When Matisyahu emerged with his debut album, Shake Off the Dust…Arise, in 2004, his musical persona seemed to some a novelty. Here was a Hasidic Jew, dressed in a black suit with a broad-brimmed black hat worn over a yarmulke, and sporting a full, untrimmed beard, who nevertheless performed toasting raps about the glories of traditional Judaism over reggae beats in a dancehall style directly from Jamaica, punctuating his performances with stage diving. It may have seemed like a joke at first, but Matisyahu was serious, and he began to attract press notices to go with the enthusiastic audiences that packed his concerts.
Matisyahu was born Matthew Miller on June 30, 1979, in West Chester, PA, although his family moved to Berkeley, CA, when he was a child before settling in White Plains, NY. He was given a traditional Jewish upbringing, against which he rebelled at first, considering himself a Deadhead and a hippie by his early teens. But at the age of 14, during a camping trip in Colorado, he reconciled himself to Judaism and soon after visited Israel. After returning to White Plains, he dropped out of high school and traveled the country to attend Phish concerts. Back at home again, he agreed to let his parents send him to a wilderness school in Bend, OR, where he became enamored of reggae and hip-hop, and began rapping at open-mike competitions. He returned to New York at 19 to attend the New School for Social Research in Manhattan, but also joined the Carlebach Shul, a synagogue where his musical interests were encouraged. Meeting a Lubavitch rabbi, he became interested in the strict Lubavitch Hasidic sect of Judaism and renamed himself Matisyahu.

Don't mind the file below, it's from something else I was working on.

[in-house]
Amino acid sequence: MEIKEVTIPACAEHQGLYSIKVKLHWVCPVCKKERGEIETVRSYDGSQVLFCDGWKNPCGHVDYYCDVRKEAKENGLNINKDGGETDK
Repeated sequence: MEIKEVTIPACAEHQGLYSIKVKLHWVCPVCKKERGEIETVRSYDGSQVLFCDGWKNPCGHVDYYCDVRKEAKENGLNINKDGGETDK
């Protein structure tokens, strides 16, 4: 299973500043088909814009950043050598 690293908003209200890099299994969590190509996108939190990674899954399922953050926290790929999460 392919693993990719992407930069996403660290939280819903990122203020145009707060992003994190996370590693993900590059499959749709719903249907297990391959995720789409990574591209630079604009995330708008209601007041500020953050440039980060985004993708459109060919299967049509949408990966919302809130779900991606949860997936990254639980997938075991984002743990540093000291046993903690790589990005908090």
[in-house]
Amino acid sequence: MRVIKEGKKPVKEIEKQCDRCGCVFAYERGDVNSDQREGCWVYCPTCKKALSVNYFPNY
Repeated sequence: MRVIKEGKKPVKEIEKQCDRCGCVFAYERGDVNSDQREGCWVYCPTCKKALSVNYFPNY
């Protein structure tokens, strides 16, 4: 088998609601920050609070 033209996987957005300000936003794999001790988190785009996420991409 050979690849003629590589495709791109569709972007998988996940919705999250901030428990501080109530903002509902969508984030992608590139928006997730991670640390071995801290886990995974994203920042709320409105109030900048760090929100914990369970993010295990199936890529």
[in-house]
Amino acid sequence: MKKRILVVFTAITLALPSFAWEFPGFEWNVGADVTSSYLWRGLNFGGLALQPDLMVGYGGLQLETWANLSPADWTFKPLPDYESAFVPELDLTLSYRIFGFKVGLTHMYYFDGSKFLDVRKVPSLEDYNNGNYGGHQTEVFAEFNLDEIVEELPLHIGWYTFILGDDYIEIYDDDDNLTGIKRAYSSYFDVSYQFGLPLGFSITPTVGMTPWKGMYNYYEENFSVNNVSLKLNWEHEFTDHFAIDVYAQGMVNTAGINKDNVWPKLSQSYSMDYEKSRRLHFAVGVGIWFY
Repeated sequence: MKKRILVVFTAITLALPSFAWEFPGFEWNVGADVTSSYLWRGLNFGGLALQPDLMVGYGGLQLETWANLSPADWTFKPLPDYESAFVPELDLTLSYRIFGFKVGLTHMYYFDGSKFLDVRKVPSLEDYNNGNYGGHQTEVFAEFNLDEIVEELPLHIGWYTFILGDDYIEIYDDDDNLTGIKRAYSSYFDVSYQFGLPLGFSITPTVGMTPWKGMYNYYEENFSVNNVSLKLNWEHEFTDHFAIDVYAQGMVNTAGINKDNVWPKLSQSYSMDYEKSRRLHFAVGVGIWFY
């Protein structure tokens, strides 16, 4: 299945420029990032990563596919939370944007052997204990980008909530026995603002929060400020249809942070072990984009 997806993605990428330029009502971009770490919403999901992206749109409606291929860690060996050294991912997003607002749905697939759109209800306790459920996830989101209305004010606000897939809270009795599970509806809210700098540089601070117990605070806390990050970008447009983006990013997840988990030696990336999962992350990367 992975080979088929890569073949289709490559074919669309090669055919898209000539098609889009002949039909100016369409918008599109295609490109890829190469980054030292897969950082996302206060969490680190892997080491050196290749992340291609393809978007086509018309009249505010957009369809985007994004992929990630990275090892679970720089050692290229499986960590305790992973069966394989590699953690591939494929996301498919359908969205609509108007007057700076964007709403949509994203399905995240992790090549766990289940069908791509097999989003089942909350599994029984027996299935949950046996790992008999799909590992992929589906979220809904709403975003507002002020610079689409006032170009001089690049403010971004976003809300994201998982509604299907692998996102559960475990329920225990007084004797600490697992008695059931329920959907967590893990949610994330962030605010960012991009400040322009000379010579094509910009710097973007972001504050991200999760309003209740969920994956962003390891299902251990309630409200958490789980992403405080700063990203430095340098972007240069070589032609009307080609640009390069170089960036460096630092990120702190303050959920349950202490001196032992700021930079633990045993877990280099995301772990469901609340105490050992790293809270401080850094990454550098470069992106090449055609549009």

Continuing to perform, Matisyahu assembled a backing band consisting of Aaron Dugan (guitar), Josh Werner (bass), and Jonah David (drums). They recorded Shake Off the Dust…Arise, released by JDub Records in 2004. A concert held in Austin, TX, on February 19, 2005, yielded the follow-up release, Live at Stubb’s, which was released by Or Music on April 19, 2005, then picked up for national distribution by Epic Records, a division of Sony BMG, which reissued it on August 23, 2005, as Matisyahu toured around the country and prepared a second studio album produced by Bill Laswell. The final product, Youth, appeared in March 2006 and was nominated for a Grammy in the category of Best Reggae Album. A simultaneously released dub version of the album was made available exclusively to mail-order customers. The singer’s backing band named themselves Roots Tonicand released Roots Tonic Meets Bill Laswell in May, and by the end of the year the EP/DVD combo No Place to Be was released. The CD featured a cover version of the Police’s “Message in a Bottle” along with some remixes, while the DVD featured interviews and a concert recorded in Israel. William Ruhlmann, All Music Guide